In a setback for credit card issuers and a win for retailers, legislation that would bar merchants from charging customers to pay with plastic has stalled in about 15 states.
The wave of state bills, which were introduced earlier this year, came in reaction to new rules from Visa (NYSE: V) and MasterCard (MA) that let merchants impose so-called checkout fees. That concession by the two giant card networks was part of the proposed settlement of a lawsuit over the fees card companies charge merchants when consumers swipe their credit cards.
The new rules essentially allow retailers to more directly pass on the cost of swipe fees to customers who use credit cards. But the state-level legislation would have effectively overturned, on a state-by-state basis, the impact of those rule changes. The card industry quietly supported the bills, which they drew strong opposition from merchants.
Since late January, when Visa and MasterCard began allowing the checkout fees, very few retailers have actually imposed them, likely due to fear that the charges would drive away customers. But merchants argue that merely having the right to charge such fees gives them greater leverage in negotiations with card companies.
Vermont is one of more than a dozen states where the legislature adjourned without passing a proposed surcharge ban.
"It is our sense that lawmakers didn't see any evidence of surcharging in the marketplace," which sowed doubts about "whether legislation was really necessary," emails Jim Harrison, president of the Vermont Grocers' Association.
Among those lobbying against the state bills were law firms representing merchants in the massive suit that spawned the rule changes by Visa and MasterCard. The proposed settlement of that case has divided the U.S. retail community, with many merchants arguing that the deal amounts to a giveaway to the card companies. But the proposed bans on checkout fees have united merchants who favor the settlement with those who oppose it.
"These bills, if they pass, threaten to dilute the ability of merchants to push back against high merchant fees charged by card networks," says Craig Wildfang, a lawyer at Robins Kaplan, a Minneapolis law firm representing the merchants that support the settlement. "It's just a bad policy to prevent merchants from using price signals to their customers as to what it's actually costing them to use their credit card."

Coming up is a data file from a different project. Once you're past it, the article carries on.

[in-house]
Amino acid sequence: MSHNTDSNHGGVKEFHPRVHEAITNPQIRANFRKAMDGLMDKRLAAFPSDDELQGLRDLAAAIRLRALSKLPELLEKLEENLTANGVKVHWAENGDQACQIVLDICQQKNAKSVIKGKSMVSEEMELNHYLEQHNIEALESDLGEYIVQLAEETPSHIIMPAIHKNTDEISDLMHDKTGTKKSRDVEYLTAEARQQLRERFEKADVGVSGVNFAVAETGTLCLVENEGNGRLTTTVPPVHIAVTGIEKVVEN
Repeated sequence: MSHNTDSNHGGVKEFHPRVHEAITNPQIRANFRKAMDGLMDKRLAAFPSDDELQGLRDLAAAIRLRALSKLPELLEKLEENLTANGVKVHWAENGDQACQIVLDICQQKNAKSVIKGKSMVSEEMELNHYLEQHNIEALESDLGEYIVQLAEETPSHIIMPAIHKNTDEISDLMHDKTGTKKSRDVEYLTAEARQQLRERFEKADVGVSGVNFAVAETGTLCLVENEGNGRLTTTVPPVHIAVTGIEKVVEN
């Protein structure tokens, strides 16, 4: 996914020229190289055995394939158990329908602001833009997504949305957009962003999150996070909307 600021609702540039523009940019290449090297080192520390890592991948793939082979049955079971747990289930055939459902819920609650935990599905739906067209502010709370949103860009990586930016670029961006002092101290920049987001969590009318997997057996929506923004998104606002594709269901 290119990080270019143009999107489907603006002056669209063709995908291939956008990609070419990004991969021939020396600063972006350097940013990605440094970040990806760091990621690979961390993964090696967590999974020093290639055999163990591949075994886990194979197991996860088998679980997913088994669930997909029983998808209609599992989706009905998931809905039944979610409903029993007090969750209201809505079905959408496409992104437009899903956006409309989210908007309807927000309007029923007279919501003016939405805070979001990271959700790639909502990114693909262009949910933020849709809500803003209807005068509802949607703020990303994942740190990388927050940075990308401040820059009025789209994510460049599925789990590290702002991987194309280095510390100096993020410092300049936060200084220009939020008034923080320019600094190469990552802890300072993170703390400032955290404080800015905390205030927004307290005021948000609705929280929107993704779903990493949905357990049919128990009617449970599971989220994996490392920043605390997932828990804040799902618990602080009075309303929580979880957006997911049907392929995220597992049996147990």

Mallory Duncan, general counsel of the National Retail Federation, which opposes the settlement, calls the proposed state surcharge bans a distraction. The real issue, he argues, is the unfair way in which so-called swipe fees are set.
"And if the legislators have asked around, they have found out that these were bills that were largely ginned up by the banks," Duncan says.
The Electronic Payments Coalition, a trade association that represents Visa, MasterCard and banks that issue credit cards, did not respond to a request for comment on the state bills.
In the past, a spokesperson for the group has described the state bills as an "organic" reaction to the prospect of surcharges at the cash register, rather than the product of a coordinated push by the card industry.
Utah did impose a ban on credit card surcharges this year, but that law expires in a year, which will give Beehive State lawmakers a chance to revisit the issue in 2014.
Similar bills stalled before the end of the legislative sessions in Arkansas, Hawaii, Illinois, Indiana, Kentucky, Maryland, Nevada, New Mexico, Rhode Island, South Carolina, Tennessee, Vermont, Washington and West Virginia.
Bills remain pending in three states with year-round legislatures: Pennsylvania, Michigan and New Jersey.
In addition to playing defense against the proposed surcharge bans, retailers are also going on offense. There are 10 states that had existing bans on credit card checkout fees prior to this year, and a group of merchants recently filed a lawsuit aimed at overturning one of those laws.
The suit, filed last month, challenges New York's ban on credit card surcharges as unconstitutional. The retailers' argument is that charging a fee to use a credit card is functionally equivalent to offering a discount for paying with cash. So banning surcharges but not cash discounts amounts to a violation of merchants' First Amendment rights, since it prevents retailers from choosing the label they want to use.
"Those are really just two ways of framing the same price information," argues Deepak Gupta, a lawyer representing the retailers. "It's like calling a glass half full instead of half empty."
Apart from the bans on credit card surcharges, at least one state, Texas, recently outlawed checkout fees on debit card purchases. That legislation was backed by community banks, which feared negative fallout from rules that result in lower swipe fees for retailers when their customers use bigger banks' debit cards.